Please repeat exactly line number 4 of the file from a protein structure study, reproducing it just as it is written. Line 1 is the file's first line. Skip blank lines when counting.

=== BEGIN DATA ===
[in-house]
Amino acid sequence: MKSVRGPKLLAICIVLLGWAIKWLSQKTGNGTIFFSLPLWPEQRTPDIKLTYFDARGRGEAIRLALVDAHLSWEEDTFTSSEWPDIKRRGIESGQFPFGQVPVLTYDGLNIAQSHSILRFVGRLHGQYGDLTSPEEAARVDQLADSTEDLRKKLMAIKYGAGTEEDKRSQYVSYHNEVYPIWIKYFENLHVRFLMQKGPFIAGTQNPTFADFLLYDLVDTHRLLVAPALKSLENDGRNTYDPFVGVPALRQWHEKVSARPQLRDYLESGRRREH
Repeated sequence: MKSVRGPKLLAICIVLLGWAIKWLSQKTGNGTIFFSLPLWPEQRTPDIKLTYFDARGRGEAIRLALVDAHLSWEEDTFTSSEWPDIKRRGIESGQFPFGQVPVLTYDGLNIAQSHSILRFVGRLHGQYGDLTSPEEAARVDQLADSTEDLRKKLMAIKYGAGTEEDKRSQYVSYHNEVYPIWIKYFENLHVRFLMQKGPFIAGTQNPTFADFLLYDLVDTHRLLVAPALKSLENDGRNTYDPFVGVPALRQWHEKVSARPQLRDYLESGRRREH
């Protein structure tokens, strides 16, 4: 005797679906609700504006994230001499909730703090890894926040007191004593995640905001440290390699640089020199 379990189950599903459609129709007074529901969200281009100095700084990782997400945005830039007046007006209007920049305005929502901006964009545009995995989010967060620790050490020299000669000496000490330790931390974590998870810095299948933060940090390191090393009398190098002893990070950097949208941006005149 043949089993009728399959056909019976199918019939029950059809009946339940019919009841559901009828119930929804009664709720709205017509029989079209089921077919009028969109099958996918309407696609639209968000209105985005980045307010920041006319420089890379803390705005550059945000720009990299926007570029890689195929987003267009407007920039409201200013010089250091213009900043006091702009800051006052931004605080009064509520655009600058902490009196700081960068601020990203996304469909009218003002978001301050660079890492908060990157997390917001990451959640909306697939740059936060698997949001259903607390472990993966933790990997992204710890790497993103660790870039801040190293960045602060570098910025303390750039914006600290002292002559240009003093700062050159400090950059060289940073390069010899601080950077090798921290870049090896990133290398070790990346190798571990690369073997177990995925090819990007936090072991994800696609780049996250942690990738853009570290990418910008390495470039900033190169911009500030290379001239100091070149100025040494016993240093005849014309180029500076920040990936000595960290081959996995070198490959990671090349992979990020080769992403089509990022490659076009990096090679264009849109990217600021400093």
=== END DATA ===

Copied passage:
């Protein structure tokens, strides 16, 4: 005797679906609700504006994230001499909730703090890894926040007191004593995640905001440290390699640089020199 379990189950599903459609129709007074529901969200281009100095700084990782997400945005830039007046007006209007920049305005929502901006964009545009995995989010967060620790050490020299000669000496000490330790931390974590998870810095299948933060940090390191090393009398190098002893990070950097949208941006005149 043949089993009728399959056909019976199918019939029950059809009946339940019919009841559901009828119930929804009664709720709205017509029989079209089921077919009028969109099958996918309407696609639209968000209105985005980045307010920041006319420089890379803390705005550059945000720009990299926007570029890689195929987003267009407007920039409201200013010089250091213009900043006091702009800051006052931004605080009064509520655009600058902490009196700081960068601020990203996304469909009218003002978001301050660079890492908060990157997390917001990451959640909306697939740059936060698997949001259903607390472990993966933790990997992204710890790497993103660790870039801040190293960045602060570098910025303390750039914006600290002292002559240009003093700062050159400090950059060289940073390069010899601080950077090798921290870049090896990133290398070790990346190798571990690369073997177990995925090819990007936090072991994800696609780049996250942690990738853009570290990418910008390495470039900033190169911009500030290379001239100091070149100025040494016993240093005849014309180029500076920040990936000595960290081959996995070198490959990671090349992979990020080769992403089509990022490659076009990096090679264009849109990217600021400093």